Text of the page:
Monday, September 12, 2005

Calling Grammar Experts

A friend and I got into a dispute over a particular word usage in something we're writing. He feels he's right. I feel I'm right, but I can't find a reference in the Good Writing and Grammar book that I use. I've googled with every combination of words and can't find an online reference, either. If you can find a link to show which usage is correct, I would appreciate it.

The sentence refers to a dry cleaner named Jack. The word controversy is in bold.

And she had no intentions of losing the only dry cleaner that/who seemed to know what he was doing

I say 'who'. He says 'that' is correct. I say 'who' because the modifying phrase refers to a man/person. He says 'that' because it sounds correct to his ear (a method I often use, myself).

I need either a link (preferably) or an explicit explanation. I'm a real stickler on grammar and, at this point, want to know out of curiosity if I'm wrong.


NOTE***I wrote a childhood friend who teaches Creative Writing at the U. of Colorado and has his Ph.D. in English. I figured he would know, if anybody did:-) I just got this reply.

This is the kind of answer I LOVE to give: both of you are right.

Check out the following link:

In general, "who" is preferable when referring to a person or to people; but "that" is also considered correct. Personally, I would use "who" in the sentence that you quoted: not only is it more personable and human: it also works better with the sound of the rest of the sentence: the "oooo" sounds in "losing," "to,"and "doing," plus the aspirants at the beginning of "had," "what" and "he."

I did a google of "that / who"--typed just that way--and it turned up several links. I cited the second one above. If you want to go deeper, just google "that / who."


keros said...

Pris-Here's my take: use "that" if you are refering to dry cleaners as an establishment, "who" if you are refering to dry cleaner as in the person that does the work.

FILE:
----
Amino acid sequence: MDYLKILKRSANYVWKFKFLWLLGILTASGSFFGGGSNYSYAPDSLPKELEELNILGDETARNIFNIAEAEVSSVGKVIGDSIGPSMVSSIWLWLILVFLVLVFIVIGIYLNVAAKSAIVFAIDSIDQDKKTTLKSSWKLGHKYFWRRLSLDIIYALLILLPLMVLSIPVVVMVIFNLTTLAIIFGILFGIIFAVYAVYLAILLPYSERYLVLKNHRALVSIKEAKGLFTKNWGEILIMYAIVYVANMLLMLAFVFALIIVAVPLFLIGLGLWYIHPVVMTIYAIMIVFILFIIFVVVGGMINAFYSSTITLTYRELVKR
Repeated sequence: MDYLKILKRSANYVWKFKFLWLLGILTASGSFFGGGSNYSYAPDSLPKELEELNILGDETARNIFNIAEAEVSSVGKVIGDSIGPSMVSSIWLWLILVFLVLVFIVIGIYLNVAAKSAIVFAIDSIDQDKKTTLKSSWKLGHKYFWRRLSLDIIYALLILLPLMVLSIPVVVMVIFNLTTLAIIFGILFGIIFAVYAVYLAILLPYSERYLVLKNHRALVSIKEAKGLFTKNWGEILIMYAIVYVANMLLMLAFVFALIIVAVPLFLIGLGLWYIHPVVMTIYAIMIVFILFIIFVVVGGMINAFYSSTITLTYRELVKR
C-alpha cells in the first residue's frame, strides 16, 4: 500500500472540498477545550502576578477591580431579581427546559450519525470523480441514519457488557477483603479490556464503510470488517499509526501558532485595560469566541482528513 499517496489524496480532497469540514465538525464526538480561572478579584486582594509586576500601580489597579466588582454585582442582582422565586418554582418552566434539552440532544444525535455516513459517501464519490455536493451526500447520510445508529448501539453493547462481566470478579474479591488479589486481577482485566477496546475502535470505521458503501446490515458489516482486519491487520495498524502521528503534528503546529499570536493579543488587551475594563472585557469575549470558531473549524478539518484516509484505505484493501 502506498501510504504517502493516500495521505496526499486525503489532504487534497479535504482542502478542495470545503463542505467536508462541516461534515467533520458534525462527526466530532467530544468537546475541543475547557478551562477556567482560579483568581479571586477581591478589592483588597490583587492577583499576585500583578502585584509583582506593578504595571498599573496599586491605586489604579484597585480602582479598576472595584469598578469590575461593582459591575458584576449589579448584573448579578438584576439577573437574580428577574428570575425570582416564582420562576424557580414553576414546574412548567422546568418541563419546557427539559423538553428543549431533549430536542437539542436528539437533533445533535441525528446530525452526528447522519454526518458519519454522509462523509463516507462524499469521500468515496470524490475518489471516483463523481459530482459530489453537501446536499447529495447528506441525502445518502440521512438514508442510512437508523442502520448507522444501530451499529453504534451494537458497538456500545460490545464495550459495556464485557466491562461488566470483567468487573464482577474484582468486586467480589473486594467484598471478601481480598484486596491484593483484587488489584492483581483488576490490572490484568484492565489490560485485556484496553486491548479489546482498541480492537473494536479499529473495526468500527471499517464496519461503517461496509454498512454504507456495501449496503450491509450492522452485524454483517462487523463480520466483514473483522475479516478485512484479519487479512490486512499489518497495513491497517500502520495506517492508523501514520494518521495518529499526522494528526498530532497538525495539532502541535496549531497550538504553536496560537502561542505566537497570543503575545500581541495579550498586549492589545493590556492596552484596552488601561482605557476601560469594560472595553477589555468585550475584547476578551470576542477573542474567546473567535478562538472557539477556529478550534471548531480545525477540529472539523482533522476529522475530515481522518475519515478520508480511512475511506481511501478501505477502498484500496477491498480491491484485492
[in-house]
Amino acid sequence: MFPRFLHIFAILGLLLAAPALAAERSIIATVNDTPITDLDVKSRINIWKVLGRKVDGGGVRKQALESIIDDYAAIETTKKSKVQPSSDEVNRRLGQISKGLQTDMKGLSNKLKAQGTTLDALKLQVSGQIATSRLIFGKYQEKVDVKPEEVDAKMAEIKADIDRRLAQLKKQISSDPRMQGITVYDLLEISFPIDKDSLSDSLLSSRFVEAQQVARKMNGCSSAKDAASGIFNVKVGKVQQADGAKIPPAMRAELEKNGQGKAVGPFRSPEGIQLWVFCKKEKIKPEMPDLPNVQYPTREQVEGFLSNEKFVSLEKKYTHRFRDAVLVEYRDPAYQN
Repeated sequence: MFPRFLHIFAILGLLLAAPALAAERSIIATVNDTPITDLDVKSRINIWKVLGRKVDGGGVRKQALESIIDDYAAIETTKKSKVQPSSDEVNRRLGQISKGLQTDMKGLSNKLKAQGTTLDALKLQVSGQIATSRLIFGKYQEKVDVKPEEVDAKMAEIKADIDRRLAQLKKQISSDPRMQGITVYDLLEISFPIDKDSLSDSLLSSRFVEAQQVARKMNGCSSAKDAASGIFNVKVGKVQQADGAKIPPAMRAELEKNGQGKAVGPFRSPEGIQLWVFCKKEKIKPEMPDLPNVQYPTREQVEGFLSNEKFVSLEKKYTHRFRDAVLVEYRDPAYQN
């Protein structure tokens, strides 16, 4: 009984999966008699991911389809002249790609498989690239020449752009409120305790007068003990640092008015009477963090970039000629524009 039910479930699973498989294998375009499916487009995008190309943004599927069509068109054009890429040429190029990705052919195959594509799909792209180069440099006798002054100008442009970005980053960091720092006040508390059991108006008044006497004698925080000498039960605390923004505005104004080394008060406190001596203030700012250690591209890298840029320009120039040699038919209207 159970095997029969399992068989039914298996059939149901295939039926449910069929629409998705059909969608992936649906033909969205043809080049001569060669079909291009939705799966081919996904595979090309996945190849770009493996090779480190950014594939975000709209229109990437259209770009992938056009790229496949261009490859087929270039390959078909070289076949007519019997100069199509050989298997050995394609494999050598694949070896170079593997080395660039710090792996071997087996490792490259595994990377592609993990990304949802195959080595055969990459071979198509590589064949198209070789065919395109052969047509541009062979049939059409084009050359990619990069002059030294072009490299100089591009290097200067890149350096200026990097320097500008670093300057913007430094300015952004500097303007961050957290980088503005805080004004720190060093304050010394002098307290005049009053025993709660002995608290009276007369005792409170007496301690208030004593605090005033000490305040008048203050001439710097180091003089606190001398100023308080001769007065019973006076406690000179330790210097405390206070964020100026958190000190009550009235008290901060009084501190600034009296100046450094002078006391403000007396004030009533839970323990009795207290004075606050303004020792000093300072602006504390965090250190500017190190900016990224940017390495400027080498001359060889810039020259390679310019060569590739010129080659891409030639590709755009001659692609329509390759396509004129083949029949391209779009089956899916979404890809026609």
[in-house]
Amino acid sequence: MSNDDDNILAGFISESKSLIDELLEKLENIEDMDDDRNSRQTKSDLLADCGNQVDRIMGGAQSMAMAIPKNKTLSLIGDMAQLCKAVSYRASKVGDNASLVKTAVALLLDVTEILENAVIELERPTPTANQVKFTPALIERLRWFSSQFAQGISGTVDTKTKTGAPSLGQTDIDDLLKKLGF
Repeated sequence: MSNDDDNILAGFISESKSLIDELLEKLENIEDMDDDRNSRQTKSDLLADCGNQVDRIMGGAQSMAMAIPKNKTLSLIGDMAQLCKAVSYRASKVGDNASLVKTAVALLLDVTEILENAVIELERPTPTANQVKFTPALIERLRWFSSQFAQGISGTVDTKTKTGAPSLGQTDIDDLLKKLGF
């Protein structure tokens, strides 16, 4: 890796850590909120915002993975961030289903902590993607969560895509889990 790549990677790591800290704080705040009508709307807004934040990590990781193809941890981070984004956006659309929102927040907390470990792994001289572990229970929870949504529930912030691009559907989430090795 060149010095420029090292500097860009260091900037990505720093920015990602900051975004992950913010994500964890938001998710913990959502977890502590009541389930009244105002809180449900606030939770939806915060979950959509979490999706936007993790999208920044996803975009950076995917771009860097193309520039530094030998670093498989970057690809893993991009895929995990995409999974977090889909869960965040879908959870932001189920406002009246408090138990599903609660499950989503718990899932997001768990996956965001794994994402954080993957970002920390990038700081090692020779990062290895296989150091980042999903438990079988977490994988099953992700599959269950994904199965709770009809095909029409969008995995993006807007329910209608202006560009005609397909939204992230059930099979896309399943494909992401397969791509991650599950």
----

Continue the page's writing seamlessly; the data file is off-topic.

Pris said...

Hi K
That's my take, too. We're definitely referring to the person, since earlier we mention that 'Jack's' father, who still runs the place' is incompetent. Ergo...the place isn't competent but just the one person out of two.

Wish you had a link. My friend is from Missouri and you know the saying there..'show me':-)

jimfow said...

Pris, I believe "that" is correct.

And she had no intentions of losing the only dry cleaner,that seemed to know what he was doing.

is a adjective clause that modifies cleaner and answers the question "Which one?" Generally, "that" separates one thing from a larger class of those things, in this case, a specific cleaner(only) from the universe of all other cleaners.

"A writer's Reference" Diana Hacker,1989, pg 205



Pris said...

how I hate to be proved wrong on grammar issues:-)

thanks, Jim. I knew it was an adjective clause, but thought since it modified a name, the who would be correct. I would guess if the man was named, who would then be correct? I'll look at your link now.

Pris said...

WHERE on that page of a zillion links did you find this??

chella said...

pris's right--who is correct and refers to the person. c

Pris said...

Hi Chella
Our solution finally was to rephrase the sentence in a way that satisfied both of us. :-)

Steven Moore said...

Hi Pris

This from my Oxford Dictionary of English (the new large single volume edition):

It is sometimes argued that, in relative clauses, that should be used for non-human references, while who should be used for human references: a house that overlooks the park but the woman who lives next door. In practice, whilst it is true to say that who is retricted to human references, the function of that is flexible. It has been used for human and non-human references since at least the 11th century. In standard English it is interchangeable with who in this context.


Pris said...

Hi Steven
Yes, you agree with my friend on this. I love grammar discussions, having been raised by two educators. I don't think most people have yet gotten such things as the lie/lay, it's/its, you're/your,who's/whose problems--or esp the I/me issue.

Lorna Dee Cervantes said...

Hi Pris, who's your friend? I'm at CU-Boulder.